The Dependency IndexBy Craig J. Cantoni
Mr. Cantoni is an author and columnist.
The results are alarming.
Using 1980 as a benchmark of 100, the Index hit 238 in 2005, or a 138 percent increase in 25 years.
As sobering as the Index and its accompanying statistics are, I believe that Heritage has underestimated dependency. But letís start with Heritageís numbers.
Heritage calculates that 18 percent of Americans are dependent on handouts, transfer payments, and subsidies from the federal government. It also calculates that dependency increases to 25 percent if federal and state employees are included in the estimates.
In terms of absolute numbers, the 25 percent translates to 81.7 million Americans who are dependent on the government, an increase of 141 percent over the 33.9 million in 1962. That increase is 2.5 times greater than the increase in the U.S. population during the same period.
The underestimate stems from the fact that Heritage did not include three other groups in the 81.7 million total.
First, it did not include dependents of government employees. Assuming that each government employee has, on average, 1.8 other people in the household, there are approximately an additional 38 million people who are dependent in whole or part on the government for their household income and thus have a stake in bigger government. Adding the 38 million to Heritageís total of 81.7 million gives a revised total of 119.7 million.
Second, Heritage did not include the many Americans who hold private-sector jobs that owe their existence to the regulatory state. The 53,000 tax preparers are an obvious example. Not so obvious are the 150,000 human resources specialists, many of whom administer and interpret labor, payroll, and benefits regulations. Similarly, many of the 10 million ďhealth careĒ workers administer and interpret the 100,000 pages of Medicare regulations.
A complete list of government-dependent private-sector occupations would fill this page and include such occupations as software writers who develop recordkeeping systems required by the government, sales people who sell the systems, paper companies that make and sell the paper on which mandated reports are printed, consultants who advise companies on regulatory compliance, lawyers who defend companies accused of violating regulations, lobbyists who try to influence politicians and government regulators, and scores of other occupations. Unfortunately, itís impossible to get an accurate count of how many private-sector workers hold such occupations, but itís a safe guess that they number in the millions and possibly as high as 10 million.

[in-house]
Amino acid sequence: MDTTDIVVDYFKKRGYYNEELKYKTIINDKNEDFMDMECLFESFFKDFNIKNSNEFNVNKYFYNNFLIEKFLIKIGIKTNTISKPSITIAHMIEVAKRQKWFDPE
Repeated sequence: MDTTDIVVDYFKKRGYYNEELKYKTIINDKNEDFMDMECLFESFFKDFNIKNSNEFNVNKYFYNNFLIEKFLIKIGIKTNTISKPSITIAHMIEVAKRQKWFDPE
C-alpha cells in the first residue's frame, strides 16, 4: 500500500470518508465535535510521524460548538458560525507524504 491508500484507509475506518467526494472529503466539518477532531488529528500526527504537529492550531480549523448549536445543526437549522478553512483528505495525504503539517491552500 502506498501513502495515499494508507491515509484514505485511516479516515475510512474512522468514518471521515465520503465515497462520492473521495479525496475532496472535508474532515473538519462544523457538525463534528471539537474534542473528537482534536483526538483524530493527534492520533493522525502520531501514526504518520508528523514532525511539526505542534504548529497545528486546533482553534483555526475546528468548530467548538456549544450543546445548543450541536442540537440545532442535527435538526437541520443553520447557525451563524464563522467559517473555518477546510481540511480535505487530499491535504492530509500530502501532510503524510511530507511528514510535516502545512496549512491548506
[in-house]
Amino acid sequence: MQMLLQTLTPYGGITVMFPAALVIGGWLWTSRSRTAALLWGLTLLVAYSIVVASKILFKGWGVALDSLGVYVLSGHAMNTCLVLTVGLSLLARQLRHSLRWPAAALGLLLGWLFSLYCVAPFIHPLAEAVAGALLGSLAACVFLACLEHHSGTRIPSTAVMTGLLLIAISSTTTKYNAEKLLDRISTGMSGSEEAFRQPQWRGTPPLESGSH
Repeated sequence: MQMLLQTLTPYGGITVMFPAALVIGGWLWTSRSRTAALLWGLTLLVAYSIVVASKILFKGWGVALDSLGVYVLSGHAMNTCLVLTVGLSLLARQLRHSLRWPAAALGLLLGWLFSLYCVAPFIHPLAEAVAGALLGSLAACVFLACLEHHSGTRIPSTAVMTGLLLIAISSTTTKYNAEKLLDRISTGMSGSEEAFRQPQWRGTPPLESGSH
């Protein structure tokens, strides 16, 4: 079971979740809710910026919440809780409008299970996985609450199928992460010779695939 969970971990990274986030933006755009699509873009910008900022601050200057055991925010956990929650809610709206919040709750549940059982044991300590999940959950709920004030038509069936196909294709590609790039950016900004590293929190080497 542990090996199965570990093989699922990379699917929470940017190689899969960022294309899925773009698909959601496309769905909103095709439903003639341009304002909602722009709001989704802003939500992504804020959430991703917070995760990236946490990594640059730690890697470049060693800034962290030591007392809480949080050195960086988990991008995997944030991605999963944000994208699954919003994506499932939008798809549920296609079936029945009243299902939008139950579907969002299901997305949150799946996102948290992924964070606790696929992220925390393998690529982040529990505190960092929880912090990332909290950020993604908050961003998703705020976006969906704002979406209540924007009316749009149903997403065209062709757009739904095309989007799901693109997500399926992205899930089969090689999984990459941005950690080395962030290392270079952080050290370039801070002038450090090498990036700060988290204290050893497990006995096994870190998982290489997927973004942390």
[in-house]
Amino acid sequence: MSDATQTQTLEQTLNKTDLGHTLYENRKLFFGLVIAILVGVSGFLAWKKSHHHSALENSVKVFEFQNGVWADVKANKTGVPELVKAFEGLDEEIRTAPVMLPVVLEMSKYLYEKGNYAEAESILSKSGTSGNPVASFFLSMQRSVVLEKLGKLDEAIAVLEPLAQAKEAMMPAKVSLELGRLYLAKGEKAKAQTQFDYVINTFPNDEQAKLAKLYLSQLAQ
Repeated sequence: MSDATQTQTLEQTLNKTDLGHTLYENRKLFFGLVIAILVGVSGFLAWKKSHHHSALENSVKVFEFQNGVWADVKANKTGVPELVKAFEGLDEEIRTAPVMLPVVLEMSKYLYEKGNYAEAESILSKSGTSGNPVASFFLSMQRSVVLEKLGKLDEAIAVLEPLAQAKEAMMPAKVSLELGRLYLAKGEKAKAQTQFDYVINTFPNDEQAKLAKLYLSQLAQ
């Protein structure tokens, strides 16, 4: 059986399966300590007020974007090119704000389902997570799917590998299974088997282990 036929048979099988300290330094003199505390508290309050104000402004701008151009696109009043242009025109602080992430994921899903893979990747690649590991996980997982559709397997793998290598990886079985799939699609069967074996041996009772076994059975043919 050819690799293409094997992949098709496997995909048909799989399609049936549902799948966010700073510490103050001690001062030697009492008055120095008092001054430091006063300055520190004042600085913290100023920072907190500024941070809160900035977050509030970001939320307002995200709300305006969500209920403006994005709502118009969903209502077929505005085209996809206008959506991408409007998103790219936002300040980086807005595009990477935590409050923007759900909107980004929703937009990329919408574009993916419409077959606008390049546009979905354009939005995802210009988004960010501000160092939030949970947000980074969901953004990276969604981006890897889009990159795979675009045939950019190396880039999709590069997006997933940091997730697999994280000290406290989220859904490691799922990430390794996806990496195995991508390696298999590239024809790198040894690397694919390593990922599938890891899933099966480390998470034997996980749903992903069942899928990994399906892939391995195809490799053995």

Third, as Heritage admits, the Index does not include Americans who are dependent on state-funded or municipal-funded handouts and subsidies. Estimating the total number is beyond the scope of this article, but I have estimated how many Americans are in the largest subsidy program at the local level.
Iím referring to the estimated 100 million parents who have children in K-12 public schools. Although they donít see public education as a subsidy program, it is indeed highly subsidized. It is subsidized by the 20 percent of Americans who remain childless all their lives, by the one million parents who home-school their children, and by the approximately 10 million parents who send their children to private schools.
The doubling of state and local per-pupil spending in real dollars over the last 30 years attests to the price-insensitivity caused by subsidies. Also, according to Heritage, federal educational subsidies have risen 127 percent since 1980, including a whopping 21 percent in 2005 alone.
As I calculated in another article (ďHas the USA reached the point of no return?Ē), 84 percent of the voting-age population is dependent on the government for all or part of their livelihood, retirement, or children's education.
Whether you use Heritageís figures or mine, the dependency trend is alarming, not just from a cost perspective, but also from the perspective what it portends for the nationís culture, freedom, competitiveness, politics, savings rate, wealth, and industriousness.
The nation may not be doomed, but if the trend isnít checked, it will be increasingly difficult to avoid a political, social and economic nightmare.
A detailed explanation of the Index and accompanying charts and analysis can be found at:
Pamphlet No. 1098, April, 2007